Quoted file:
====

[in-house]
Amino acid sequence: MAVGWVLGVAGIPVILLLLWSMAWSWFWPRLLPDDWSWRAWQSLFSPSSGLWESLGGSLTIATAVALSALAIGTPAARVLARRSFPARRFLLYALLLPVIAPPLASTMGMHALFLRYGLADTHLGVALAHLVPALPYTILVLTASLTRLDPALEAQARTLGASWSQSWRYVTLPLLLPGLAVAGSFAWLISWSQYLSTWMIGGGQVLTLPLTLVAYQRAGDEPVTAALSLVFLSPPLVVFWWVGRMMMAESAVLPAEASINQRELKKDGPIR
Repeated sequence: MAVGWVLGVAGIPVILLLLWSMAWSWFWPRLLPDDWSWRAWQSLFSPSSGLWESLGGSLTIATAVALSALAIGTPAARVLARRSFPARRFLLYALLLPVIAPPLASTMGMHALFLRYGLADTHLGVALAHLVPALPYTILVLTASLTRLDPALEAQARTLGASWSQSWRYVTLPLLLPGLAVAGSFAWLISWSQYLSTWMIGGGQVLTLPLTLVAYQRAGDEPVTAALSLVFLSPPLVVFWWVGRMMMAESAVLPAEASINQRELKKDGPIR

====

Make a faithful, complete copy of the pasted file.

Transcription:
[in-house]
Amino acid sequence: MAVGWVLGVAGIPVILLLLWSMAWSWFWPRLLPDDWSWRAWQSLFSPSSGLWESLGGSLTIATAVALSALAIGTPAARVLARRSFPARRFLLYALLLPVIAPPLASTMGMHALFLRYGLADTHLGVALAHLVPALPYTILVLTASLTRLDPALEAQARTLGASWSQSWRYVTLPLLLPGLAVAGSFAWLISWSQYLSTWMIGGGQVLTLPLTLVAYQRAGDEPVTAALSLVFLSPPLVVFWWVGRMMMAESAVLPAEASINQRELKKDGPIR
Repeated sequence: MAVGWVLGVAGIPVILLLLWSMAWSWFWPRLLPDDWSWRAWQSLFSPSSGLWESLGGSLTIATAVALSALAIGTPAARVLARRSFPARRFLLYALLLPVIAPPLASTMGMHALFLRYGLADTHLGVALAHLVPALPYTILVLTASLTRLDPALEAQARTLGASWSQSWRYVTLPLLLPGLAVAGSFAWLISWSQYLSTWMIGGGQVLTLPLTLVAYQRAGDEPVTAALSLVFLSPPLVVFWWVGRMMMAESAVLPAEASINQRELKKDGPIR